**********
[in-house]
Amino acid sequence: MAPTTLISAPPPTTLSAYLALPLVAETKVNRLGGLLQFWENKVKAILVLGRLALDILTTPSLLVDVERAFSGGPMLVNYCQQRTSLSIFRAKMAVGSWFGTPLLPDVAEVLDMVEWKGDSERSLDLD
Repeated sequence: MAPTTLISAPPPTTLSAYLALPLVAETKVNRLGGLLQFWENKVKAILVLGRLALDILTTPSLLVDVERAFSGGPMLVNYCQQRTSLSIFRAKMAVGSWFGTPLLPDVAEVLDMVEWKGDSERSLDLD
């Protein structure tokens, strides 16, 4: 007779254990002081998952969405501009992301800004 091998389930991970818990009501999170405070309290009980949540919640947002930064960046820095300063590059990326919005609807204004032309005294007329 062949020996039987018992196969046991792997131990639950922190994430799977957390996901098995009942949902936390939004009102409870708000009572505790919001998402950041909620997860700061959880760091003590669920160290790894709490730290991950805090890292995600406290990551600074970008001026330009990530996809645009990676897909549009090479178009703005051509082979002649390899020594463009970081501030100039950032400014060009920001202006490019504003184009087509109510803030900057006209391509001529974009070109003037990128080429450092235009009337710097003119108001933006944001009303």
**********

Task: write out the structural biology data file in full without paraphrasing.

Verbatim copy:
[in-house]
Amino acid sequence: MAPTTLISAPPPTTLSAYLALPLVAETKVNRLGGLLQFWENKVKAILVLGRLALDILTTPSLLVDVERAFSGGPMLVNYCQQRTSLSIFRAKMAVGSWFGTPLLPDVAEVLDMVEWKGDSERSLDLD
Repeated sequence: MAPTTLISAPPPTTLSAYLALPLVAETKVNRLGGLLQFWENKVKAILVLGRLALDILTTPSLLVDVERAFSGGPMLVNYCQQRTSLSIFRAKMAVGSWFGTPLLPDVAEVLDMVEWKGDSERSLDLD
């Protein structure tokens, strides 16, 4: 007779254990002081998952969405501009992301800004 091998389930991970818990009501999170405070309290009980949540919640947002930064960046820095300063590059990326919005609807204004032309005294007329 062949020996039987018992196969046991792997131990639950922190994430799977957390996901098995009942949902936390939004009102409870708000009572505790919001998402950041909620997860700061959880760091003590669920160290790894709490730290991950805090890292995600406290990551600074970008001026330009990530996809645009990676897909549009090479178009703005051509082979002649390899020594463009970081501030100039950032400014060009920001202006490019504003184009087509109510803030900057006209391509001529974009070109003037990128080429450092235009009337710097003119108001933006944001009303």